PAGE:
• In homeopathy, diabetes is seen as a reflection of the body’s inability to function optimally. There is an imbalance that results in the body’s incapacity to effectively utilize the insulin that it produces, or to produce sufficient insulin for its needs. While symptoms often disappear after conventional treatment, the vital force does not. Homoeopathy can be used effectively in the treatment of diabetes. Here we mainly concentrate on functioning of the pancreas in efficient insulin production. The metabolic condition of a patient suffering from diabetes requires both therapeutic and nutritional measures to correct the illness. Homeopathy can regulate sugar metabolism while helping to resolve the metabolic disturbances that lead to diabetes. Furthermore, homeopathy helps stimulate the body’s self-healing powers in order to prevent complications such as open leg sores and other dysfunctions of the blood vessel, loss of vision, kidney failure. Homeopathic treatment does not target one illness, an organ, a body part or a symptom. Remedies are prescribed based on an assembly of presenting symptoms, their stresses in life.”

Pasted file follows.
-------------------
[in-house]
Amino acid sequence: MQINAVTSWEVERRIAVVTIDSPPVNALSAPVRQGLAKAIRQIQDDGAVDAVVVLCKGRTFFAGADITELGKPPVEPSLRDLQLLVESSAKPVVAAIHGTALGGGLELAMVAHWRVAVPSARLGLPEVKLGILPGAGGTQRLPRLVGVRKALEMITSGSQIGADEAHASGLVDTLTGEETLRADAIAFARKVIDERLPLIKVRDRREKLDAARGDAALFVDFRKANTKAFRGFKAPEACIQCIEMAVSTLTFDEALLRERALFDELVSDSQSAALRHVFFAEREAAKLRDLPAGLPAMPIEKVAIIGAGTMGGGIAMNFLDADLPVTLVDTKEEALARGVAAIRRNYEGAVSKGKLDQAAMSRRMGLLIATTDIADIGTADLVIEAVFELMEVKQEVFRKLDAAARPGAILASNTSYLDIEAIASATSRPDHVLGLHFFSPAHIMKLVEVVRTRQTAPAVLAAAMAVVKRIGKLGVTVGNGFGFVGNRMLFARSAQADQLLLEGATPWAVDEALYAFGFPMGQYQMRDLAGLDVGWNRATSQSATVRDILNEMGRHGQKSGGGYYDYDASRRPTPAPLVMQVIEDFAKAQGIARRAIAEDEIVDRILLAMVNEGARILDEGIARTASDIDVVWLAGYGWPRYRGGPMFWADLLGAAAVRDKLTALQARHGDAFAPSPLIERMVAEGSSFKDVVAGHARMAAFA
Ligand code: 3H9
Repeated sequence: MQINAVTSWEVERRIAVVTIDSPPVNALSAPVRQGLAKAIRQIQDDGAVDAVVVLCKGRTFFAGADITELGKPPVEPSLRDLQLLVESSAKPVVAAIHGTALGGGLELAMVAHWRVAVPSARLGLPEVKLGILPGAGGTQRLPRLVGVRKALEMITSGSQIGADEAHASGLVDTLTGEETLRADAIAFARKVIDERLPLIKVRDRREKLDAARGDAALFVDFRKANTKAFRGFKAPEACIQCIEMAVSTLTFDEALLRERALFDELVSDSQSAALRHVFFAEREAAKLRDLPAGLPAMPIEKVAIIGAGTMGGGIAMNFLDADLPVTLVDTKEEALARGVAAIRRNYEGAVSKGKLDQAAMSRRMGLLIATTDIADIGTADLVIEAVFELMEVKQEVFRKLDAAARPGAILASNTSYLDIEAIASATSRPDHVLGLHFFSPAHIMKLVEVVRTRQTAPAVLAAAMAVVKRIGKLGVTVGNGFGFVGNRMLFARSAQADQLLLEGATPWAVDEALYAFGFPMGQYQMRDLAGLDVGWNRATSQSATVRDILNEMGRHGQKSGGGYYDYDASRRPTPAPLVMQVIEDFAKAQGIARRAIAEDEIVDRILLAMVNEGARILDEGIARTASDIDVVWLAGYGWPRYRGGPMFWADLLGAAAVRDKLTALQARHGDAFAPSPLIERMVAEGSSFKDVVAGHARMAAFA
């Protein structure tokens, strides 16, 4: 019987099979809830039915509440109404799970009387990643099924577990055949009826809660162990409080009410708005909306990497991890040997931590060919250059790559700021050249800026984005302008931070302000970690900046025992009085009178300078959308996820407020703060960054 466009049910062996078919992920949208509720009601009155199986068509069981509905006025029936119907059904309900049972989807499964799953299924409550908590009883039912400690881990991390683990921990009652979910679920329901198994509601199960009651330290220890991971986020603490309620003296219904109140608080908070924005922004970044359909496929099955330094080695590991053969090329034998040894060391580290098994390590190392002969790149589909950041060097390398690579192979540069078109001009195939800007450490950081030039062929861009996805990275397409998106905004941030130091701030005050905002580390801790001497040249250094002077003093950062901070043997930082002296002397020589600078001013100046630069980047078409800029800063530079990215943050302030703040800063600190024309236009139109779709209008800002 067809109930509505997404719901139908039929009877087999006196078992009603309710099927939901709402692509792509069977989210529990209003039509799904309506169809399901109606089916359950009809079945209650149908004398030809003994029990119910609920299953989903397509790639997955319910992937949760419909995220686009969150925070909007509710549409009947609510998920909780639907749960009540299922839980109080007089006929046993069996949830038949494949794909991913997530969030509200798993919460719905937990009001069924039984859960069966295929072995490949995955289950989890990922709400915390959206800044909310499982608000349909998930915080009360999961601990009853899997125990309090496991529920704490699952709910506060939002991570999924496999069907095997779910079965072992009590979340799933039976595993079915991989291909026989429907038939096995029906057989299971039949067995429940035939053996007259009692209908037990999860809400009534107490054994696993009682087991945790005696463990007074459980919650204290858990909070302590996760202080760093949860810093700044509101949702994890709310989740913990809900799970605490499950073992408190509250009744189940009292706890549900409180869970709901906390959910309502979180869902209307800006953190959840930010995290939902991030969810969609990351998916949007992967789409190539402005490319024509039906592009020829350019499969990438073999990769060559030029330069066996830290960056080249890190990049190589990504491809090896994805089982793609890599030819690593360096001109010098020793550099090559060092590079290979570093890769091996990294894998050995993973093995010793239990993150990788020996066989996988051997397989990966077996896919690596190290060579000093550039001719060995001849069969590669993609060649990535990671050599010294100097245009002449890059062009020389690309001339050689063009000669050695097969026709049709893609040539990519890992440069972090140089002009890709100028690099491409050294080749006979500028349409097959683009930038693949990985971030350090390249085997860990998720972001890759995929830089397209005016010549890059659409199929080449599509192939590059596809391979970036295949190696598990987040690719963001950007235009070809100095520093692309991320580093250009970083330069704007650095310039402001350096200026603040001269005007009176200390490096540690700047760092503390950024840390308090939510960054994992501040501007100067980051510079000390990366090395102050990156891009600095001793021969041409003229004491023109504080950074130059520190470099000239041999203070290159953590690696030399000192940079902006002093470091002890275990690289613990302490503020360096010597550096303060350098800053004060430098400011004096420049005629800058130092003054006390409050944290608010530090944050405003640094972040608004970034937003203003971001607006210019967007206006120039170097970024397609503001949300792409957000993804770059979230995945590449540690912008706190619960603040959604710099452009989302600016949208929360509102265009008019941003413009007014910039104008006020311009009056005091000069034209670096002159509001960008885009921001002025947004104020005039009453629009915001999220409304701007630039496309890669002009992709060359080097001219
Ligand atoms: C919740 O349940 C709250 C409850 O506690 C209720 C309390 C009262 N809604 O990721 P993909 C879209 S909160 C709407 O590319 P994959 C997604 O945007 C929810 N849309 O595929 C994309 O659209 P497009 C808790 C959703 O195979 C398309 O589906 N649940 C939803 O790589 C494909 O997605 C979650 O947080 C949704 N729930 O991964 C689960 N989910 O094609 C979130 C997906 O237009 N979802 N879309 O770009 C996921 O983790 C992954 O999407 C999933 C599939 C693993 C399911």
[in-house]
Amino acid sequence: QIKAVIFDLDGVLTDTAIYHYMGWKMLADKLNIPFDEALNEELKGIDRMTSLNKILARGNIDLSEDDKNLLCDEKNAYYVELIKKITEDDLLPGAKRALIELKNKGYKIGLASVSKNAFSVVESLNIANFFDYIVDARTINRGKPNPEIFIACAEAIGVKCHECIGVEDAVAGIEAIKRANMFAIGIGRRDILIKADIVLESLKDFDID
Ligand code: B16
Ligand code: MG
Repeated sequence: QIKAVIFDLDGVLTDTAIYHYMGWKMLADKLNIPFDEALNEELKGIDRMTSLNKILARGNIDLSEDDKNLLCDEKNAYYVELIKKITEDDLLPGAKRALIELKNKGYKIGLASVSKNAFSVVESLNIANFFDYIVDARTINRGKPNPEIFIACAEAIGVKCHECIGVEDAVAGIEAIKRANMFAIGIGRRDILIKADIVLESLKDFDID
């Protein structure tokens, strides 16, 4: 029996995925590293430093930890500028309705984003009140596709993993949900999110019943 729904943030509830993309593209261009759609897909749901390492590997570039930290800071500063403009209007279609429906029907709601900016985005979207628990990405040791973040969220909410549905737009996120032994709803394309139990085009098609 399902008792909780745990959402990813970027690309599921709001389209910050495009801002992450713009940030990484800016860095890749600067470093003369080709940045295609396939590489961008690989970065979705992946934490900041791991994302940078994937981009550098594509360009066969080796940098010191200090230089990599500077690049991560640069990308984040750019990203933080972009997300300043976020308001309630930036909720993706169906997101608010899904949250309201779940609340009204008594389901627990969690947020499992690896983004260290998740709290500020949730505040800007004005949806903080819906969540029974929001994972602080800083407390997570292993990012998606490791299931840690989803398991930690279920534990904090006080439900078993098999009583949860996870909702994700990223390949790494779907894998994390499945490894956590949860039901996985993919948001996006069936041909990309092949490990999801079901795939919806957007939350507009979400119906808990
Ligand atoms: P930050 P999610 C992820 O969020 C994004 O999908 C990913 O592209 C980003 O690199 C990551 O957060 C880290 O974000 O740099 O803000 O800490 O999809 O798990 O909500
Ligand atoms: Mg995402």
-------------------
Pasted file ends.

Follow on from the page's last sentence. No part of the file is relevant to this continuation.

• Management of Blood sugar. The commonly used remedies are Uranium Nitricum, Phosphoric Acid, Syzygium Jambolanum, Cephalandra Indica etc. These are classical Homeopathic remedies. These are used in physiologically active doses such as Mother tincture, 3x etc. depending up on the level of the blood sugar and the requirement of the patient. Several pharmaceutical companies have also brought in propriety medicines with a combination of the few Homeopathic medicines. Biochemic remedies which is a part of Homeopathy advocates Biocombination No 7 as a specific for Diabetes. Another Biochemic medicine Natrum Phos 3x is widely used with a reasonable success in controlling the blood sugar. Scientific studies on the impact of homeopathic medicines in bringing down blood sugar are limited, but many of the above remedies have some positive effects either as a stand-alone remedy or as an adjunct along with other medications.”
  • Modern medicine has no  permanent cure for diabetes but alternative medicines like yoga ,mudra,ayurveda is very useful to control and even cure diabetes.Ayurveda is an alternative medicine to cure diabetes.”

But these are very rare instances!!!

That’s what apologists usually respond.

Yet, the truth is that NOBODY knows how often such harm occurs.


There is no monitoring system anywhere that would provide such information.

15 Responses to The death of a diabetic child: God had guided the herbalist to use herbs rather than conventional medicine